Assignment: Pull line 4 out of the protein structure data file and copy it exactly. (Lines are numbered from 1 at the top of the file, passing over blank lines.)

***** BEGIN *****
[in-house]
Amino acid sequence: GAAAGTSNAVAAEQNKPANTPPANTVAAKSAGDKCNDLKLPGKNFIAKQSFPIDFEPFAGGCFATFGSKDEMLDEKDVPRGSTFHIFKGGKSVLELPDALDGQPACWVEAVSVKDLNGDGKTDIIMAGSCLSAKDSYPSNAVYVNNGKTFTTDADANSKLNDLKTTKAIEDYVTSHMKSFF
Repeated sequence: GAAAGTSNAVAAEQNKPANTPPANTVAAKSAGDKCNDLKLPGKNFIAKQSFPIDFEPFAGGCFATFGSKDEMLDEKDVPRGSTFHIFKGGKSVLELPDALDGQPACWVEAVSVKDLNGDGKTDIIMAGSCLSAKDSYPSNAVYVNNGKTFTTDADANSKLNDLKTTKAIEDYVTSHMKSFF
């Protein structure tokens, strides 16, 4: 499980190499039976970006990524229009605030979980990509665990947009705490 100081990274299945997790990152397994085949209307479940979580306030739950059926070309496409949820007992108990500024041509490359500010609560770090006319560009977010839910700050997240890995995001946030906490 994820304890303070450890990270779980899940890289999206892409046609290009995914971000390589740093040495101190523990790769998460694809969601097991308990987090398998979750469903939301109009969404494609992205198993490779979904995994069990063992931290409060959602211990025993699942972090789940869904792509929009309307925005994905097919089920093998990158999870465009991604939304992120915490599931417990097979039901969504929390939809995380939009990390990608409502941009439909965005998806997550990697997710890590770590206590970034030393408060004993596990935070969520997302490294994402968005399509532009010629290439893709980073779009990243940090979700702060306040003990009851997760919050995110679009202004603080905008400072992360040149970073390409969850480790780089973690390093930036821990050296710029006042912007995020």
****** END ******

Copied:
């Protein structure tokens, strides 16, 4: 499980190499039976970006990524229009605030979980990509665990947009705490 100081990274299945997790990152397994085949209307479940979580306030739950059926070309496409949820007992108990500024041509490359500010609560770090006319560009977010839910700050997240890995995001946030906490 994820304890303070450890990270779980899940890289999206892409046609290009995914971000390589740093040495101190523990790769998460694809969601097991308990987090398998979750469903939301109009969404494609992205198993490779979904995994069990063992931290409060959602211990025993699942972090789940869904792509929009309307925005994905097919089920093998990158999870465009991604939304992120915490599931417990097979039901969504929390939809995380939009990390990608409502941009439909965005998806997550990697997710890590770590206590970034030393408060004993596990935070969520997302490294994402968005399509532009010629290439893709980073779009990243940090979700702060306040003990009851997760919050995110679009202004603080905008400072992360040149970073390409969850480790780089973690390093930036821990050296710029006042912007995020």